Nokia to Offer Its Maps for iPhones and Android Phones 

The company said on Tuesday that in the coming weeks it would release a maps app called here in Apple’s App Store. It will be a free download for iPhone, iPad and iPod Touch owners. Nokia also said it would release a toolkit for programmers to make Nokia-powered mapping apps for Android phones. And it is forming a partnership with Mozilla, the browser company, to develop location features for its new operating system, called Firefox OS.

Nokia has emphasized the power and thoroughness of its mapping database, which has information on 200 countries, in an effort to distinguish its new Lumia smartphonesfrom the competition. For instance, when Apple’s new maps system turned out to have some embarrassing lapses, Nokia published a blog post that compared its maps with Apple’s and Google’s and, of course, concluded the Nokia maps were better.

Google launches Android 4.2 SDK with advanced GPU support… 

The new Android SDK is set as API level 17 and includes a bunch of new toys for developers. The major notes include the fact that Render script computation is run directly in the GPU on the Nexus 10, which Google says is a first for ‘any mobile computation platform.This should help to speed the performance of graphics-intensive applications in both 2D and 3D.

Developers now also have access to the new lock screen widgets and Google says that with a small tweak, they can adapt any current widget to run on the lock screen. Developers can now also create Daydream content in the form of interactive screensavers.

COSTS of making mobile phone calls have been reduced by 37 per cent 

Prof. Makame Mbarawa
COSTS of making mobile phone calls have been reduced by 37 per cent in the past three years, after introduction of national fibre optic network through the National ICT Broadband Backbone (NICTBB).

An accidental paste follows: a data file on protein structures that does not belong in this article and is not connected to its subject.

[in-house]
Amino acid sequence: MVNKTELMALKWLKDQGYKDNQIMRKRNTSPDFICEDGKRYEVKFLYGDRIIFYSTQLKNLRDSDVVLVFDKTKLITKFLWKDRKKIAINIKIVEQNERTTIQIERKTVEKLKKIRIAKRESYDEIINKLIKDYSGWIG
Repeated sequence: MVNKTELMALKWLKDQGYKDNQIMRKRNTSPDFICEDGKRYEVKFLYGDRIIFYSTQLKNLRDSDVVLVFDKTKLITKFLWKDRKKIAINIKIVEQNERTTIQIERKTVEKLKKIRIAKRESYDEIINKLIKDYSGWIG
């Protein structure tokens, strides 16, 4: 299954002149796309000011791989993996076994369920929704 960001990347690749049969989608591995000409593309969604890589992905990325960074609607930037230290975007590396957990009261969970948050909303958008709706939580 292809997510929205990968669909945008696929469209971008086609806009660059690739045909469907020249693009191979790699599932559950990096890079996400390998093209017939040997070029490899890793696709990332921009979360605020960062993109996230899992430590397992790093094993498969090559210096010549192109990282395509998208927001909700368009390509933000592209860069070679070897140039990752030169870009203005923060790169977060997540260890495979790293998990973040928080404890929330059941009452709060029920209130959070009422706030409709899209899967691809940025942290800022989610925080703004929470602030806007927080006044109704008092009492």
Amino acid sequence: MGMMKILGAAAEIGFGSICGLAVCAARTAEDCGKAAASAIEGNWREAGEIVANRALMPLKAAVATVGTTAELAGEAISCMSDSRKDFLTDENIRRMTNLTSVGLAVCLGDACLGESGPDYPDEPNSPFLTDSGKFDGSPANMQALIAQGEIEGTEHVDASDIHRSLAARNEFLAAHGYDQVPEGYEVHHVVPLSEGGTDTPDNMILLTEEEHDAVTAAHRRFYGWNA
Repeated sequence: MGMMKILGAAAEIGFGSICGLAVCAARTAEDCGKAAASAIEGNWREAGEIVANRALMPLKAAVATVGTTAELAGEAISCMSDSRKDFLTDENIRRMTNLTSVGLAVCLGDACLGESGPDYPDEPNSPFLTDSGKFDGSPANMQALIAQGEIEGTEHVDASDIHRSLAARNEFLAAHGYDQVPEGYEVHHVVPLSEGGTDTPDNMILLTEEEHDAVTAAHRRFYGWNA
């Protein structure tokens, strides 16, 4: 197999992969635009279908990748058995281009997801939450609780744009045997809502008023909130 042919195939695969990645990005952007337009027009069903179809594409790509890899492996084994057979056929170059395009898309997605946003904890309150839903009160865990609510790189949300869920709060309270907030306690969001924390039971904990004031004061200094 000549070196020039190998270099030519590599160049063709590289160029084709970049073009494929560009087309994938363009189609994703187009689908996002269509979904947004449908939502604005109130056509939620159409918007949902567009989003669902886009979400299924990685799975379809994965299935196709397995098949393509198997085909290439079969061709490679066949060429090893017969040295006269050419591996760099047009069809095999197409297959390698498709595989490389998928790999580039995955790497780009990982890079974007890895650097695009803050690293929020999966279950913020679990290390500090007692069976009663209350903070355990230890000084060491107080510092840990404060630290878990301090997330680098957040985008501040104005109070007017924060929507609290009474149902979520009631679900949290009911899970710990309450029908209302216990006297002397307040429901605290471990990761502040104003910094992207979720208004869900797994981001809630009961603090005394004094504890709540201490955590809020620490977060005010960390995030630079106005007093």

Addressing the ruling Chama Cha Mapinduzi (CCM) 8th National Congress in Dodoma, the minister for communication, science and technology, Prof Makame Mbarawa, said currently the cost for talking for one minute is 59/-. He said that a minute in 2009 cost 147/-, while when people call a different mobile operator the cost for a minute is currently 137/-.

NICTBB is already connected to major submarine cables of SEACOM (July 2009) and EASSY (April 2010) extending the connectivity to neighbouring countries. The virtual landing stations of the submarine cables through the NICTBB have been established at the respective cross-border points of Rwanda (Rusumo station), Uganda (Mtukula station), Malawi (Kasumulo station), Zambia (Tunduma station) and Kenya (Namanga, Sirari and Horohoro stations).

Prof Mbarawa further said that the government has introduced universal communication fund to facilitate telecommunication to communities in areas with less business attractions and that all areas will be covered by 2014. "So far 3,000 villages do have access to cellular network services as most operators shun them (villages) because of less business attraction," he said.

He observed that the government will introduce the Telecommunications Monitoring System (TMS) which is aimed at tracking the amount of money generated by cellular network companies in December, this year. The system to be administered by Tanzania Communications Regulatory Authority (TCRA) will facilitate the government's ability to monitor revenues earned by telecommunications' companies.
Prof Mbarawa also said the Mbeya Institute of Science and Technology (MIST) has been upgraded to a university status (Mbeya University of Science and Technology -MUST-) and that a total of 235 Tanzanian students are currently undertaking undergraduate and postgraduate courses at Nelson Mandela African Institute of Science and Technology in Arusha. 

TECH360 Magazine Correspondent

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